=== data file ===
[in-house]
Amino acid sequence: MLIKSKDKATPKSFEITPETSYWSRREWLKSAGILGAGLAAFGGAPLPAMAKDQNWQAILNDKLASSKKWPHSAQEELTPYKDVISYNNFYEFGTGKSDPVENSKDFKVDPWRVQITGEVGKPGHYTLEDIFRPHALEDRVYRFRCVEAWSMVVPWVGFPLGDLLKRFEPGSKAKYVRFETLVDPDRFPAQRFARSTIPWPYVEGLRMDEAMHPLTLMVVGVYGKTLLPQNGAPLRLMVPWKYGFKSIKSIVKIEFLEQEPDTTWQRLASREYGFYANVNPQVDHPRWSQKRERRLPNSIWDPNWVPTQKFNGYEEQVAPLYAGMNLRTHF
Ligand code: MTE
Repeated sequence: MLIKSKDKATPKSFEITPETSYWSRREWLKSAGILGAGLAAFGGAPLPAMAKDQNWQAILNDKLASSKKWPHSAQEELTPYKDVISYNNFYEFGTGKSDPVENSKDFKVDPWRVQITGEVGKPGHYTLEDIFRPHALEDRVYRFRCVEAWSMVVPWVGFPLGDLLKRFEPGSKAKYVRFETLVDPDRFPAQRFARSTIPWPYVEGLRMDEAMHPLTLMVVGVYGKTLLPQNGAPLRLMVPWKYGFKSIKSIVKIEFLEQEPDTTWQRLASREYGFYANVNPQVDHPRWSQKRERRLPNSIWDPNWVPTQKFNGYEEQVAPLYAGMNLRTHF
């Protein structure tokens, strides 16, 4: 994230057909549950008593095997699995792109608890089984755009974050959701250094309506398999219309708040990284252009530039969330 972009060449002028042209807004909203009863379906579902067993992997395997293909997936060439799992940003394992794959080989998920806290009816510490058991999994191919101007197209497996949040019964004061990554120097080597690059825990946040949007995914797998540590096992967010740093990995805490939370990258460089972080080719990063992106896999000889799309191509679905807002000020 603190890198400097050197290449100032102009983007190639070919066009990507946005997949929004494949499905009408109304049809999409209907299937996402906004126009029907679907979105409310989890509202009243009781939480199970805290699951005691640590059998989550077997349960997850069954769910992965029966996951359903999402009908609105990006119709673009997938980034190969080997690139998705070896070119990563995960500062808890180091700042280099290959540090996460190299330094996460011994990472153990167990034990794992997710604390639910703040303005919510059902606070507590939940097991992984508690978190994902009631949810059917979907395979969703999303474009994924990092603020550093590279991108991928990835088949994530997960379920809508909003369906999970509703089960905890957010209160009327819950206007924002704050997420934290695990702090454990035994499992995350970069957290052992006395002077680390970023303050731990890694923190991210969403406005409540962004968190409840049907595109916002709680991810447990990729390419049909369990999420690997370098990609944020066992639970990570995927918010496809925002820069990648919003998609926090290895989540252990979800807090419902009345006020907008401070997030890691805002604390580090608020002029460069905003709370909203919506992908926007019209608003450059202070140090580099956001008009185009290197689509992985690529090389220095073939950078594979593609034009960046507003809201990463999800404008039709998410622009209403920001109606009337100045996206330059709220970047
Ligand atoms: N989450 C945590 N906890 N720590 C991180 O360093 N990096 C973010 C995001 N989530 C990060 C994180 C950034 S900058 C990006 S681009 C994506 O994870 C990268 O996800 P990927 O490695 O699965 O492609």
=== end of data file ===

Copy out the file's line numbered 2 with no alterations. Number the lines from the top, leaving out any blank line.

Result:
Amino acid sequence: MLIKSKDKATPKSFEITPETSYWSRREWLKSAGILGAGLAAFGGAPLPAMAKDQNWQAILNDKLASSKKWPHSAQEELTPYKDVISYNNFYEFGTGKSDPVENSKDFKVDPWRVQITGEVGKPGHYTLEDIFRPHALEDRVYRFRCVEAWSMVVPWVGFPLGDLLKRFEPGSKAKYVRFETLVDPDRFPAQRFARSTIPWPYVEGLRMDEAMHPLTLMVVGVYGKTLLPQNGAPLRLMVPWKYGFKSIKSIVKIEFLEQEPDTTWQRLASREYGFYANVNPQVDHPRWSQKRERRLPNSIWDPNWVPTQKFNGYEEQVAPLYAGMNLRTHF